Live Music on TV Is Experiencing Something of a Golden Age | Adweek Live Music on TV Is Experiencing Something of a Golden Age | Adweek
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Live Music on TV Is Experiencing Something of a Golden Age

Awards shows by the numbers

Despite our fragmented, on-demand media landscape, live televised music events—from the to the Billboard Music Awards to the Super Bowl halftime show—are experiencing something of a golden age. These and other high-profile music broadcasts are enjoying a serious comeback, with socially connected viewers tuning in and sponsors like Pepsi, Chevrolet and Samsung signing on for what have become some of the buzziest moments in all of entertainment.

“These types of shows are really experiencing a renaissance of sorts,” notes Brad Adgate, svp of research at Horizon Media. “If you went back five or six years ago, you felt some of these music awards shows were going the same way as beauty pageants, becoming less and less popular, particularly with young viewers.”

Not anymore. NBC, American Express and YouTube have all launched live music events, muscling their way onto an already crowded platform—and all are driven by the promise of brand exposure, social chatter and massive audience numbers.

Take this year’s Grammy Awards, which on Jan. 26 drew an average 28.5 million viewers, making it one of the venerable broadcast’s best showings in decades. Those eyeballs paid off big for CBS, which charged advertisers as much as $1 million for a 30-second spot. All told, ad revenue for the Grammys—which boasts the second-largest TV audience of any awards show, second only to the Academy Awards—more than doubled between 2010 and 2013, to $67.2 million, per Kantar Media. In fact, the Grammys are closing in on top dog the Oscars, whose ad haul for ABC was an estimated $88.3 million last year.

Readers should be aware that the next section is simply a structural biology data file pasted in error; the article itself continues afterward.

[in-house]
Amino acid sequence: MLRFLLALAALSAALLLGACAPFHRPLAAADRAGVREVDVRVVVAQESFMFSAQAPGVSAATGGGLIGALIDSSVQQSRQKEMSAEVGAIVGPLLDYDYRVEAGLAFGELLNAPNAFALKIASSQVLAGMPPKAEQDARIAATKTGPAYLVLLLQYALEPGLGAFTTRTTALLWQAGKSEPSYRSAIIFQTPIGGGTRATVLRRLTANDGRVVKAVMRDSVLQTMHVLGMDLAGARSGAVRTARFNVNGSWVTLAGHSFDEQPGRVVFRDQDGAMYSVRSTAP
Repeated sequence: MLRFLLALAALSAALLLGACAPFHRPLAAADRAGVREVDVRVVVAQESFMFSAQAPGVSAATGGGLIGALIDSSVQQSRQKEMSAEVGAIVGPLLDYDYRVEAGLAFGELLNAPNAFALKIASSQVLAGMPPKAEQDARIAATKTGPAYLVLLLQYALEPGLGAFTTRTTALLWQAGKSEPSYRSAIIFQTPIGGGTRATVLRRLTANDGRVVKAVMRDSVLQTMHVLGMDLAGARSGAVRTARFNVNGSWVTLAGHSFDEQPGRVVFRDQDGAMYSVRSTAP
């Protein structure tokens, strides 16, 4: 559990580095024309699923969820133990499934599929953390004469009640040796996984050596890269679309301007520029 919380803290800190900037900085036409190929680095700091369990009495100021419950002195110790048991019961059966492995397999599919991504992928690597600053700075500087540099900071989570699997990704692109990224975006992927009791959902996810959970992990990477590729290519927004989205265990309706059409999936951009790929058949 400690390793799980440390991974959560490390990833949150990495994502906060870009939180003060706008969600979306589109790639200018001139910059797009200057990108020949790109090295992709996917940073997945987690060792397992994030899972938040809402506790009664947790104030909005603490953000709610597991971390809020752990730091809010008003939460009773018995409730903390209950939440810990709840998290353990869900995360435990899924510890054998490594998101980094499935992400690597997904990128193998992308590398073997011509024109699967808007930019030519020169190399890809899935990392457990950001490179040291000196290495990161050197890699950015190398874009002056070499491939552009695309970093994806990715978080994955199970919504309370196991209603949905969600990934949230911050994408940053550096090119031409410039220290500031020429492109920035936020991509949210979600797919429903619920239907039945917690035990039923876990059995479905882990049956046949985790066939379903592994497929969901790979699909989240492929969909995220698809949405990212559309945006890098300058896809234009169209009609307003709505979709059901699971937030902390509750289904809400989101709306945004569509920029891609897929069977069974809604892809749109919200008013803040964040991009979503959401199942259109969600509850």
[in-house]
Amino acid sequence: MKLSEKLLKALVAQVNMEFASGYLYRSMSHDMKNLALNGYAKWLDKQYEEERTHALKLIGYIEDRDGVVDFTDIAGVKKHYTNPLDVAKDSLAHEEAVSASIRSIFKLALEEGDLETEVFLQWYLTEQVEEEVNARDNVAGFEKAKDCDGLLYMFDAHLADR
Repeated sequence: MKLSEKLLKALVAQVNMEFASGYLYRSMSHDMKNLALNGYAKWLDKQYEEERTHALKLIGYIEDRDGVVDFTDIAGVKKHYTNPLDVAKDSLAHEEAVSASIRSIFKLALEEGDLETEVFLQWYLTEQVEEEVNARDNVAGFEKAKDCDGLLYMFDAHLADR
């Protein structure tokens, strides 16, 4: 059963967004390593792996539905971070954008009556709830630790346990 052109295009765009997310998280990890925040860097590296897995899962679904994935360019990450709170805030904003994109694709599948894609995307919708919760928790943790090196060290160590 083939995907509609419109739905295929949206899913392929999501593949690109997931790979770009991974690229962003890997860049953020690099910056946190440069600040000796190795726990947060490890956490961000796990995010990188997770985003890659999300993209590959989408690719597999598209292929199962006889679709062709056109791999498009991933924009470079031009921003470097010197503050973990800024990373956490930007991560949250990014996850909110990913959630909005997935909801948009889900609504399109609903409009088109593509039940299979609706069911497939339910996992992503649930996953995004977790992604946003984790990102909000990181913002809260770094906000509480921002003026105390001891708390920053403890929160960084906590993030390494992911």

The Grammys aren’t alone. Last year, a roster of televised awards shows—including the Academy of Country Music Awards, the American Music Awards, the Billboard Music Awards and the Country Music Association Awards—all enjoyed their biggest audiences in years. (The Academy of Country Music Awards, the American Music Awards and the Billboard Music Awards are produced by dick clark productions, which, along with Adweek, is owned by owned by affiliates of Guggenheim Partners.)

The success of this programming is all the more notable given the continued erosion of overall viewership for scripted television. “Live events are popular with advertisers because you’re less likely to time-shift, and [more likely to] see the ads in real time,” points out Adgate. “Marketers are not going to be as shy about putting some of their budget on these types of shows for those reasons.”

What’s more, the popularity of these shows and their standout moments (like Miley’s twerk) on social networks has proved a boon to brands looking to extend their messages beyond the first screen. The Grammys netted 13.8 million Twitter mentions around the broadcast, per Nielsen SocialGuide, with a peak of 143,000 tweets per minute during the Kendrick Lamar-Imagine Dragons performance. (By comparison, the season premiere of AMC’s mega hit The Walking Dead this past February drew 15.8 million viewers and generated 1.24 million tweets, with a peak rate of 41,011 per minute.)